ECC Wants It Both Ways | Letters | Chicago Reader

ECC Wants It Both Ways 

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To the editors:

The ECC position on scattered site public housing (Neighborhood News, 14 Sept.) contrasts with their position on gentrification.

When a new owner evicts long-time residents of the community, some of whom have contributed more to the quality of life in their neighborhood than the average ECC board member has in hers, the ECC sees no reason to object; the property owner has the absolute right to do whatever he wants with his property. When a subsidized developer destroyed neighborhood businesses to make way for one more strip mall, the ECC said "Yes" to what they called "progress."

When, however, the property owner wishes to help the poor, that is subject to veto by owners of neighboring property. That applies to Habitat's building new housing for the CHA. That applies to Epworth Church's sheltering the homeless during winter nights.

It is reasonable to hold that community residents deserve input into what is done in their community. OR it is reasonable to hold that an autonomous individual can do what he wants with his own possessions. The peculiarity of the ECC position is: 1) the first rule and only the first rule is applied to every case of disruption or destruction of the community due to gentrification or real-estate speculation; 2) the second rule and only the second rule is applied to every case of attempting to service the needs of the poor in the community; 3) ECC usually interprets the right of community residents in the first rule as a right of property owners.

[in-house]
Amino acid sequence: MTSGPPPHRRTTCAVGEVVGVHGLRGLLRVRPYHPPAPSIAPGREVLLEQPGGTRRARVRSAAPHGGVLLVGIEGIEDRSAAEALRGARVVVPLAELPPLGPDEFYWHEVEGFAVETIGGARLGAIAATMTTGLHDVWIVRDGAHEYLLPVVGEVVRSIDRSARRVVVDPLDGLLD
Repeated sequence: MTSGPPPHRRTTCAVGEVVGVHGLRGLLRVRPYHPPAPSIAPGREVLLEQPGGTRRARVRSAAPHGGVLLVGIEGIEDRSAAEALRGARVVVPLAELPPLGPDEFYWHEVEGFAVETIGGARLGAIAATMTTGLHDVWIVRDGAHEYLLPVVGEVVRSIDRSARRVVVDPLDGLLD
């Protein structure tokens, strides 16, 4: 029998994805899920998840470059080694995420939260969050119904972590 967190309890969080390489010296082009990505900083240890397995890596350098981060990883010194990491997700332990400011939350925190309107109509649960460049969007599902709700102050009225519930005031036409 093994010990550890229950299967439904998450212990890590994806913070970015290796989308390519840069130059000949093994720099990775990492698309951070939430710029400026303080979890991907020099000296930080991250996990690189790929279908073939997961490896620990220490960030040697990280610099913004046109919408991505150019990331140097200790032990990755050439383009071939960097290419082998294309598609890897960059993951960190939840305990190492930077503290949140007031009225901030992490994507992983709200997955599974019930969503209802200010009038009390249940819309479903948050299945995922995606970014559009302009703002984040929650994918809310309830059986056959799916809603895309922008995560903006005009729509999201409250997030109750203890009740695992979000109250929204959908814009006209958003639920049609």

Moreover, the property owners' rights as putative speculators take precedence over their rights as permanent residents. Street-side car repairs and sidewalk gossip sessions provide the sort of casual observation that deters muggers; religious processions to the local wat and double-dutch competitions are more entertaining than HBO. All these, however, discourage the suburbanites who are expected to gentrify, and thus lower property prices. The ECC will, generally, work against these factors which enhance the current quality of life in favor of higher property prices which reward those who are moving and tax those who intend to stay.

Frank Palmer

W. Argyle

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